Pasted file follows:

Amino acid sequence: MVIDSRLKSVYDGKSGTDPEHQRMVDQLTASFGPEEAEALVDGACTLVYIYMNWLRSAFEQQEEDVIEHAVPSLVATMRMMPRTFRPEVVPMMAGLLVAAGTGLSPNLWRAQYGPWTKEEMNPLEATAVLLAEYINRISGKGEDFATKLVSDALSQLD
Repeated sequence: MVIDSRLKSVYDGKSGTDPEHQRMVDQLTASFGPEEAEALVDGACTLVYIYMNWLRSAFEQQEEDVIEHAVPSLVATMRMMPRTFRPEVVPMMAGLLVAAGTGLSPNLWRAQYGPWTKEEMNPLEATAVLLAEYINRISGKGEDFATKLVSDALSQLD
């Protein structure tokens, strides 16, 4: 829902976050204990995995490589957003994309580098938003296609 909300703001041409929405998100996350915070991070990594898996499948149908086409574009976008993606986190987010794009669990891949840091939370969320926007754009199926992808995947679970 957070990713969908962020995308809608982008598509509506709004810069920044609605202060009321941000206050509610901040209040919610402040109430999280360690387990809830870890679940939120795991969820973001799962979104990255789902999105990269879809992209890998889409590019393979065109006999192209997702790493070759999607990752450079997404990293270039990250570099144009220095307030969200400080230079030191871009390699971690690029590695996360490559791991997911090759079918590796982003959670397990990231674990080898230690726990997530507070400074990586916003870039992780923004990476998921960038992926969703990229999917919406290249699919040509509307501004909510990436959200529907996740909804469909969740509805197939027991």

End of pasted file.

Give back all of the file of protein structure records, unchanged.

Amino acid sequence: MVIDSRLKSVYDGKSGTDPEHQRMVDQLTASFGPEEAEALVDGACTLVYIYMNWLRSAFEQQEEDVIEHAVPSLVATMRMMPRTFRPEVVPMMAGLLVAAGTGLSPNLWRAQYGPWTKEEMNPLEATAVLLAEYINRISGKGEDFATKLVSDALSQLD
Repeated sequence: MVIDSRLKSVYDGKSGTDPEHQRMVDQLTASFGPEEAEALVDGACTLVYIYMNWLRSAFEQQEEDVIEHAVPSLVATMRMMPRTFRPEVVPMMAGLLVAAGTGLSPNLWRAQYGPWTKEEMNPLEATAVLLAEYINRISGKGEDFATKLVSDALSQLD
């Protein structure tokens, strides 16, 4: 829902976050204990995995490589957003994309580098938003296609 909300703001041409929405998100996350915070991070990594898996499948149908086409574009976008993606986190987010794009669990891949840091939370969320926007754009199926992808995947679970 957070990713969908962020995308809608982008598509509506709004810069920044609605202060009321941000206050509610901040209040919610402040109430999280360690387990809830870890679940939120795991969820973001799962979104990255789902999105990269879809992209890998889409590019393979065109006999192209997702790493070759999607990752450079997404990293270039990250570099144009220095307030969200400080230079030191871009390699971690690029590695996360490559791991997911090759079918590796982003959670397990990231674990080898230690726990997530507070400074990586916003870039992780923004990476998921960038992926969703990229999917919406290249699919040509509307501004909510990436959200529907996740909804469909969740509805197939027991």